BARE to 25 May.


BARE: The rock musical
book by Jon Hartmere and Damon Intrabartolo lyrics by Jon Hartmere music by Damon Intrbartolo.

Union Theatre 204 Union Street Southwark SE1 OLX To 25 May 2013.
Tue–Sun 7.30pm Mat Sun 2.30pm.
Runs 2hr 30min One interval.

TICKETS: 0207 261 9876.
Review: William Russell 28 April.

Terrific talent saves the day.
As rock musicals go this perfectly acceptable show, which has enjoyed a long life across America since it was launched in Hollywood in 2000, is a mishmash with a very ordinary score. What lifts it out of the rut is the handsome production by Paul Taylor Mills, a terrific cast, good set and energetic choreography.

The stage is bursting with talent. We are in an American Catholic co-ed boarding school where the pupils seem to spend their time sniffing drugs, holding raves, rehearsing Romeo and Juliet, occasionally attend mass and suffer the problems all teenagers have when it comes to sex, drugs and rock and roll. Two pupils are secretly in love – handsome, muscle-bound Jason (Ross William Wild) the class’s top jock, and pretty blond Peter (Michael Vinson), an altar boy to tempt the hardest seminarian’s heart.

As well as the Catholic guilt about being gay, Jason, who swings both ways, wants to keep their love secret because he quite likes things as they are and anyway Dad will beat him up. Peter wants to come out, and Ivy (Lily-Jane Young), the class glamour-puss in suspenders, short skirts and stockings, a girl who won’t take No for an answer, wants Jason.

One thing leads to the inevitable other, while the Priest (Matt Harrop) offers kindly but useless advice in the confessional, drama teacher Sister Chantelle (Hannah Levane) offers more useful advice backstage and Peter’s mother (Yvette Robinson) refuses to listen to him.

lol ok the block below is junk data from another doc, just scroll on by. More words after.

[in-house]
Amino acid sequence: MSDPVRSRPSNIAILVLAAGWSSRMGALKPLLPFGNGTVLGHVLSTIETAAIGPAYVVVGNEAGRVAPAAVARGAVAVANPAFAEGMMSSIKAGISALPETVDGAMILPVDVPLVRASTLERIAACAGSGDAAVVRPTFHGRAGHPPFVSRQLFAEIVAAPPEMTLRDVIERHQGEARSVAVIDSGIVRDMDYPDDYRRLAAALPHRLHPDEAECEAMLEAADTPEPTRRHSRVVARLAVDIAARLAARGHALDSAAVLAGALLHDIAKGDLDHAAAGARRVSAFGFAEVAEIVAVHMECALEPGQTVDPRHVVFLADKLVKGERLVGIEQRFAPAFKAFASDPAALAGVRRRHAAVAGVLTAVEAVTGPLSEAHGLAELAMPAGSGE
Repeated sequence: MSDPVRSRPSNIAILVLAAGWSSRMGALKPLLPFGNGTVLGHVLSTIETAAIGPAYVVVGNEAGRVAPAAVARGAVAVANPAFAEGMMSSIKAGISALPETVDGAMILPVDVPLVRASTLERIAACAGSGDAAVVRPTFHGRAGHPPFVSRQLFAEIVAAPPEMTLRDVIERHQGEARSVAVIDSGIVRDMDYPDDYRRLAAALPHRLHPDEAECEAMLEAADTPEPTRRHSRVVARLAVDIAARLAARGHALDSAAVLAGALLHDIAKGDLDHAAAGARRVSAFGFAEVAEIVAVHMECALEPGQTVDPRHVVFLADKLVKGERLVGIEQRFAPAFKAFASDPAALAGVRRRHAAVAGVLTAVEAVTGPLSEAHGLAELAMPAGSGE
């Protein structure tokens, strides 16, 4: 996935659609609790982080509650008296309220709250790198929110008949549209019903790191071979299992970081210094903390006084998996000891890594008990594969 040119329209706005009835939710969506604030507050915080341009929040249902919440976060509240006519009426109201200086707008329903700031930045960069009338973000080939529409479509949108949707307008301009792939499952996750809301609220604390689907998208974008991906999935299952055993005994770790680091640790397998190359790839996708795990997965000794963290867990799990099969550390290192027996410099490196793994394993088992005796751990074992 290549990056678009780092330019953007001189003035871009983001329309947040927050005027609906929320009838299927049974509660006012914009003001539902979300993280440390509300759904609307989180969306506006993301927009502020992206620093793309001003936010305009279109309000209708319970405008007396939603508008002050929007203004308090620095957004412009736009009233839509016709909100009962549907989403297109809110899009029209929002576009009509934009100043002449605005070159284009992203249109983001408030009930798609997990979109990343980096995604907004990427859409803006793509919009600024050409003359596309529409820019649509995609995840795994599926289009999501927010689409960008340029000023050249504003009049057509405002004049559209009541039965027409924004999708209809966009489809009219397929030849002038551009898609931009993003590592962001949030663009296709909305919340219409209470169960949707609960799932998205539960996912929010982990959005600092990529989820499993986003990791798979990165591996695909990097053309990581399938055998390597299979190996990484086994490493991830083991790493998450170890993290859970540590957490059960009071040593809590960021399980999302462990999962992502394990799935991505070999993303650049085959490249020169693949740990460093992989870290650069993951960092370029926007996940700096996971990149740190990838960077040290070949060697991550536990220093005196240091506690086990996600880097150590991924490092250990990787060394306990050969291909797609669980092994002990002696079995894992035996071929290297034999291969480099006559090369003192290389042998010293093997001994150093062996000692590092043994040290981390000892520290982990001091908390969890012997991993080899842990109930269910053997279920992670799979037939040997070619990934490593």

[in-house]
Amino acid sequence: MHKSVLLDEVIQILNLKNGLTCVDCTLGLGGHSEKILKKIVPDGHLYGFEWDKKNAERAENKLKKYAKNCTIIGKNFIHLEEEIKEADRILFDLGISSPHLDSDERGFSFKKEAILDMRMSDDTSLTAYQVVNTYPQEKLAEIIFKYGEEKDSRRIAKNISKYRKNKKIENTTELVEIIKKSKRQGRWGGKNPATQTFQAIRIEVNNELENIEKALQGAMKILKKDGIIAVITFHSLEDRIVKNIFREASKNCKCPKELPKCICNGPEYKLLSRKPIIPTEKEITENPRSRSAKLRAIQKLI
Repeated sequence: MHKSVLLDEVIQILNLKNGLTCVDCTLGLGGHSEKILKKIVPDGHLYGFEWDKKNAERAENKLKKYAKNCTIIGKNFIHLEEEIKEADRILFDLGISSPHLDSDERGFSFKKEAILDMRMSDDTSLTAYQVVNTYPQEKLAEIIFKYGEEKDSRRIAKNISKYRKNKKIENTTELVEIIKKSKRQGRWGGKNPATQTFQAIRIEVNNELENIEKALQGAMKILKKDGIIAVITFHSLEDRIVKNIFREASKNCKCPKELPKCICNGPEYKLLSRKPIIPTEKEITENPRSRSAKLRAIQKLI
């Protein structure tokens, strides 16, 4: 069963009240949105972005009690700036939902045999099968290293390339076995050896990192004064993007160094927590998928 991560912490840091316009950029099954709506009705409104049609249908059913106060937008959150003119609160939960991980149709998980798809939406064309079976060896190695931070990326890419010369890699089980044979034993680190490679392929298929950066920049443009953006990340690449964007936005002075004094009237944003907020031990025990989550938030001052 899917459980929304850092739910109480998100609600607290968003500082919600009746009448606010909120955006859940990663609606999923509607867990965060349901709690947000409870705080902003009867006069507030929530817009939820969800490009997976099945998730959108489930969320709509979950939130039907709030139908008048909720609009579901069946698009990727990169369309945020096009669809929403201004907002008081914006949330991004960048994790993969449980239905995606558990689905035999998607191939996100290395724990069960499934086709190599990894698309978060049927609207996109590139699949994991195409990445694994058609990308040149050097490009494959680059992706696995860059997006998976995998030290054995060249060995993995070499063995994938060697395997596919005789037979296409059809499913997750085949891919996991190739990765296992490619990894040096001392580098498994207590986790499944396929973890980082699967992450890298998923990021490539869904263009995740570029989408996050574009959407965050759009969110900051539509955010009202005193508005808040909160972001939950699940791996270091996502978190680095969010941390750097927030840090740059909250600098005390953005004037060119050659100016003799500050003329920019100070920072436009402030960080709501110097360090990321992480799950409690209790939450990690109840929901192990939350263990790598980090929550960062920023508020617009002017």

Ross William Wild is very dashing, sings well and makes Jason a memorably torn personality, while Michael Vinson, vocally as good, manages to suffuse himself with lust and sadness, a golden boy tarnishing in full sight as he tries to get his weak lover to face reality.

Levane is simply stunning, raising the roof in a series of rock gospel numbers which belong to another show, and Melanie Greaney as Nadia, the obligatory weight-challenged nerd, is also terrific. The scenes from Shakespeare – at one point Peter is Juliet to Jason’s Romeo – complicate things, as do several dream sequences, but for once the cast’s the thing, not the play.

Jason: Ross William Wild.
Peter: Michael Vinson.
Ivy: Lily-Jane Young.
Tanya: Rosanna Yeo.
Nadia: Melanie Greaney.
Matt: Dales Evans.
Lucas: Liam Ross-Mills.
Claire: Yvette Robinson.
Kyra: Fia Houston-Hamilton.
Rory: Dan Krikler.
Sister Chantelle: Hannah Levane.
Priest: Matt Harrop.
Alan: Jordan Lee Davies.
Zack: Dean John-Wilson.
Diane: Natalie Chua.

Director: Paul Taylor Mills.
Designer: David Shields.
Lighting: Tim Deiling.
Musical Director: Huw Evans.
Conductor: Christopher Peake.
Choreographer: Racky Plews.
Costume: Megan Keegan.
Assistant director: Bo Frazier.
Assistant choreographer: Hayley Ellen Scott.

2013-04-30 21:31:39

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